Authentic, gloomy account of Chinese youth culture

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Overall rating:

Score 3


Unknown Pleasures


This concerns two unemployed 19-year-old boys living in the provincial Chinese city of Datong, their aimless, hopeless lifestyles and respective love interests. Bin Bin’s girlfriend is going off to college, while Xiao Ji is infatuated with a dancer called Qiao Qiao and pursues her regardless of her gangster boyfriend.

Reflecting the same ambiguity as the Joy Division album, Unknown Pleasures is about the unhappy lot of the young in modern China, whose new openness to capitalism and market forces hasn’t liberated them. Rather, they lead repressed, impoverished existences, taunted by a perpetual backdrop of TV, karaoke and distant, American-generated dreams of the good life.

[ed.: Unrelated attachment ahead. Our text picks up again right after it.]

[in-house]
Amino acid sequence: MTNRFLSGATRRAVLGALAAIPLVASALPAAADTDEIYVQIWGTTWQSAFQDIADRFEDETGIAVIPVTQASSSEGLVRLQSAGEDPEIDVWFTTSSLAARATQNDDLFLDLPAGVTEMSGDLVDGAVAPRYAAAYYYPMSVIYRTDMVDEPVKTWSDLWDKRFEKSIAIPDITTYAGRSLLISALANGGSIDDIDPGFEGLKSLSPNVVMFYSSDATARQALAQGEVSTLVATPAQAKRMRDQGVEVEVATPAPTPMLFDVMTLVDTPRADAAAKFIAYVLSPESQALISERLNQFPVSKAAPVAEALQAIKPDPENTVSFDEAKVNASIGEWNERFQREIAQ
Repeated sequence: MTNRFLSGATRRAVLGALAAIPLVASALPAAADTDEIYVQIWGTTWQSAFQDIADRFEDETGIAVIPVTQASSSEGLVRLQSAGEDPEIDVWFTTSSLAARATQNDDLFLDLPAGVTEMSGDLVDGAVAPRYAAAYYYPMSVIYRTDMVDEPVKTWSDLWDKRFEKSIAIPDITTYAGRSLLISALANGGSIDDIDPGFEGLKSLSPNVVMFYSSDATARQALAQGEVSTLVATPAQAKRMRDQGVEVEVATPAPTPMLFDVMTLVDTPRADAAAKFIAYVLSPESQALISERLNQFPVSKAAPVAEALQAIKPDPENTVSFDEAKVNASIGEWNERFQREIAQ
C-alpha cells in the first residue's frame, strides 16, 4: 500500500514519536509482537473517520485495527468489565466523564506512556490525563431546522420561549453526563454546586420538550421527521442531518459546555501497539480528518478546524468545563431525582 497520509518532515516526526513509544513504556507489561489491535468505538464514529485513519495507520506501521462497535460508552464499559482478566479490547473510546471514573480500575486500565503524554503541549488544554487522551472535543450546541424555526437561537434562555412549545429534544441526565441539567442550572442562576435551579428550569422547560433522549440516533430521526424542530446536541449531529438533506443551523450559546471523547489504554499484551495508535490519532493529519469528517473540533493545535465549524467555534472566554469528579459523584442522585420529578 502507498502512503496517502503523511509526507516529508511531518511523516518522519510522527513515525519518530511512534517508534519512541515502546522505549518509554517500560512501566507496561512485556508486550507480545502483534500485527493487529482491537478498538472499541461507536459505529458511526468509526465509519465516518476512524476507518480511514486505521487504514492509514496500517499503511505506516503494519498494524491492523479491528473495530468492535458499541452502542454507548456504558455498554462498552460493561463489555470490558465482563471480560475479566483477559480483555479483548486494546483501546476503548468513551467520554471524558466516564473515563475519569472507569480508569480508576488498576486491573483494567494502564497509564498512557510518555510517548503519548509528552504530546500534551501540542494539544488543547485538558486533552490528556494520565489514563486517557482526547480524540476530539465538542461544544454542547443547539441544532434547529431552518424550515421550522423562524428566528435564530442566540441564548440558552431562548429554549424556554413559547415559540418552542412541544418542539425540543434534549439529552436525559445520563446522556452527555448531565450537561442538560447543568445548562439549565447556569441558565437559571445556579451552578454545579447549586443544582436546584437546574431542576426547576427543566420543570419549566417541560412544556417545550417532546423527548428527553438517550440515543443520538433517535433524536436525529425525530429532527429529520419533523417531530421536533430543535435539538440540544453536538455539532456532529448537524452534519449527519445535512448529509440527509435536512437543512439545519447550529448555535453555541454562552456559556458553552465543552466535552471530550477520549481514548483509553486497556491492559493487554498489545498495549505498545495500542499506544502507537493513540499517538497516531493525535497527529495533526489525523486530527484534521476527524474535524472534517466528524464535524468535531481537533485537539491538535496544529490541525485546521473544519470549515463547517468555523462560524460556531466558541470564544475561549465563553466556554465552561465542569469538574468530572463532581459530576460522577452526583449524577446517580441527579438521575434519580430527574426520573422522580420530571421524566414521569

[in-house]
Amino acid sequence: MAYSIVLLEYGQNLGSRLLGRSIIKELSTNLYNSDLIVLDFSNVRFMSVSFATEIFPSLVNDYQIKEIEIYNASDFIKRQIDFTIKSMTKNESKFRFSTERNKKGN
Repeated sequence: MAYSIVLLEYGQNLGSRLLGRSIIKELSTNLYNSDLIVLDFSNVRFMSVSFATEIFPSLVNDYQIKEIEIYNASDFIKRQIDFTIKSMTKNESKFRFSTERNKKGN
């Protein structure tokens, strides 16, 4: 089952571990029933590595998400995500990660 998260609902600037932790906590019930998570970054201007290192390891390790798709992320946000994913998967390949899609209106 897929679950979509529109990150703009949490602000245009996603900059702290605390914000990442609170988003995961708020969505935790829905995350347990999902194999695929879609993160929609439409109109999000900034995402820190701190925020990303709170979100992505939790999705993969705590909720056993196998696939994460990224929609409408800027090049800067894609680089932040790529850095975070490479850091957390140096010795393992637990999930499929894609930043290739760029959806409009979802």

All this is conveyed rather too well in this gruellingly downbeat movie through a series of miserably failed attempts at escape, deadpan expressions and lengthy pauses pregnant with sullen meaning. “There’s no fucking future,” remarks Bin Bin late on. Unknown Pleasures, which starts slowly before its pace slackens, offers no glimmer of suggestion to the contrary.